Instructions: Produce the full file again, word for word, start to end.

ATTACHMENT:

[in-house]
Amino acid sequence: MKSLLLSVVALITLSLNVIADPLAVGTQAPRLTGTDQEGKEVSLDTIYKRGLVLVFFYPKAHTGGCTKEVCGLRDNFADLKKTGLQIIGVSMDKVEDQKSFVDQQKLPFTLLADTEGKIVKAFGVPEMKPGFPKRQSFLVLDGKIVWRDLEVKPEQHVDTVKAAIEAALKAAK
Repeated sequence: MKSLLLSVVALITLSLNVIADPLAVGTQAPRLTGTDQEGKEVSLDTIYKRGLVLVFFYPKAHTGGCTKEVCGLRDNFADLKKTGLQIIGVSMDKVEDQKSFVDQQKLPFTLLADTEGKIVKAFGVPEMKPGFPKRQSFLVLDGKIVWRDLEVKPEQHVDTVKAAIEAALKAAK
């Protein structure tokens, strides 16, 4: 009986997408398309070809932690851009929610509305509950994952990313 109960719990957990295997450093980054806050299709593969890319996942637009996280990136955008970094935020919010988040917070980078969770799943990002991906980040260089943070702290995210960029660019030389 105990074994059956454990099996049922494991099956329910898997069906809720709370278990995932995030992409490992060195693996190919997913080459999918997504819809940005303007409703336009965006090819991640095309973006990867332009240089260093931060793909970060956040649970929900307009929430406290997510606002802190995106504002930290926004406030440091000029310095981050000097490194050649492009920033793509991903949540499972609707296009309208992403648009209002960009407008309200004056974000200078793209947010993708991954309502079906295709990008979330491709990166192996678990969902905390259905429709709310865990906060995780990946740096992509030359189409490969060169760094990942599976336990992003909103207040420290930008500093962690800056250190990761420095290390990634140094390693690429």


[in-house]
Amino acid sequence: MKSLLLSVVALITLSLNVIADPLAVGTQAPRLTGTDQEGKEVSLDTIYKRGLVLVFFYPKAHTGGCTKEVCGLRDNFADLKKTGLQIIGVSMDKVEDQKSFVDQQKLPFTLLADTEGKIVKAFGVPEMKPGFPKRQSFLVLDGKIVWRDLEVKPEQHVDTVKAAIEAALKAAK
Repeated sequence: MKSLLLSVVALITLSLNVIADPLAVGTQAPRLTGTDQEGKEVSLDTIYKRGLVLVFFYPKAHTGGCTKEVCGLRDNFADLKKTGLQIIGVSMDKVEDQKSFVDQQKLPFTLLADTEGKIVKAFGVPEMKPGFPKRQSFLVLDGKIVWRDLEVKPEQHVDTVKAAIEAALKAAK
């Protein structure tokens, strides 16, 4: 009986997408398309070809932690851009929610509305509950994952990313 109960719990957990295997450093980054806050299709593969890319996942637009996280990136955008970094935020919010988040917070980078969770799943990002991906980040260089943070702290995210960029660019030389 105990074994059956454990099996049922494991099956329910898997069906809720709370278990995932995030992409490992060195693996190919997913080459999918997504819809940005303007409703336009965006090819991640095309973006990867332009240089260093931060793909970060956040649970929900307009929430406290997510606002802190995106504002930290926004406030440091000029310095981050000097490194050649492009920033793509991903949540499972609707296009309208992403648009209002960009407008309200004056974000200078793209947010993708991954309502079906295709990008979330491709990166192996678990969902905390259905429709709310865990906060995780990946740096992509030359189409490969060169760094990942599976336990992003909103207040420290930008500093962690800056250190990761420095290390990634140094390693690429």